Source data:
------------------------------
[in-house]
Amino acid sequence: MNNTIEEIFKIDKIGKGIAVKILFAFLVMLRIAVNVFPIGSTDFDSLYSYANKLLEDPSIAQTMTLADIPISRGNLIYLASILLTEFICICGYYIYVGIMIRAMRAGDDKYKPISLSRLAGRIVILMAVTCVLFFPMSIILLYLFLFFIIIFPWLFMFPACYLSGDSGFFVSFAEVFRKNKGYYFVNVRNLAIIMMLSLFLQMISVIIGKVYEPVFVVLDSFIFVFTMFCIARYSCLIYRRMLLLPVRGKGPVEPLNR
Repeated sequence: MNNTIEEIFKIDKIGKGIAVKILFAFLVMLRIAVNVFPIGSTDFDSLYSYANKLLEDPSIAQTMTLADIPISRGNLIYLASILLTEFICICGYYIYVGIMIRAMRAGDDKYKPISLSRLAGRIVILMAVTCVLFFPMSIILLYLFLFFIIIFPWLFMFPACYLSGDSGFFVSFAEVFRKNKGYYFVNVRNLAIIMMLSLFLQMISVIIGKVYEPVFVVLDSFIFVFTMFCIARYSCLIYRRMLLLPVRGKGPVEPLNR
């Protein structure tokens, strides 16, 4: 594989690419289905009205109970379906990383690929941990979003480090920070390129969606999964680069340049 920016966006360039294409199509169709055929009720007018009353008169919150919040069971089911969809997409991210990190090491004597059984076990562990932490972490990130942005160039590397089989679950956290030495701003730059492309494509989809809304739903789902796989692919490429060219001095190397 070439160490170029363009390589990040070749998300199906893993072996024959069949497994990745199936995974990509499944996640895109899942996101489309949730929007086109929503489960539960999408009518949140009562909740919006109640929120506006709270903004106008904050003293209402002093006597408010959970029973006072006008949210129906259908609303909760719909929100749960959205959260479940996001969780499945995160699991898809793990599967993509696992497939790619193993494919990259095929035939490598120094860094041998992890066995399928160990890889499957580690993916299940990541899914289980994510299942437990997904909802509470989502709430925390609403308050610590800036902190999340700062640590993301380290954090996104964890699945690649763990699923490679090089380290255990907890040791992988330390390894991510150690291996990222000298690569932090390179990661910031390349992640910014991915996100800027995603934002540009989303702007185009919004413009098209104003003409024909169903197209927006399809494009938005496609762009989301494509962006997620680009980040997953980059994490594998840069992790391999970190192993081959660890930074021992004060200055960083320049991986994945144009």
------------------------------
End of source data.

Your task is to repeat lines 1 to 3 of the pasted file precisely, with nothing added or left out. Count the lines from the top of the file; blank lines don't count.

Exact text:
[in-house]
Amino acid sequence: MNNTIEEIFKIDKIGKGIAVKILFAFLVMLRIAVNVFPIGSTDFDSLYSYANKLLEDPSIAQTMTLADIPISRGNLIYLASILLTEFICICGYYIYVGIMIRAMRAGDDKYKPISLSRLAGRIVILMAVTCVLFFPMSIILLYLFLFFIIIFPWLFMFPACYLSGDSGFFVSFAEVFRKNKGYYFVNVRNLAIIMMLSLFLQMISVIIGKVYEPVFVVLDSFIFVFTMFCIARYSCLIYRRMLLLPVRGKGPVEPLNR
Repeated sequence: MNNTIEEIFKIDKIGKGIAVKILFAFLVMLRIAVNVFPIGSTDFDSLYSYANKLLEDPSIAQTMTLADIPISRGNLIYLASILLTEFICICGYYIYVGIMIRAMRAGDDKYKPISLSRLAGRIVILMAVTCVLFFPMSIILLYLFLFFIIIFPWLFMFPACYLSGDSGFFVSFAEVFRKNKGYYFVNVRNLAIIMMLSLFLQMISVIIGKVYEPVFVVLDSFIFVFTMFCIARYSCLIYRRMLLLPVRGKGPVEPLNR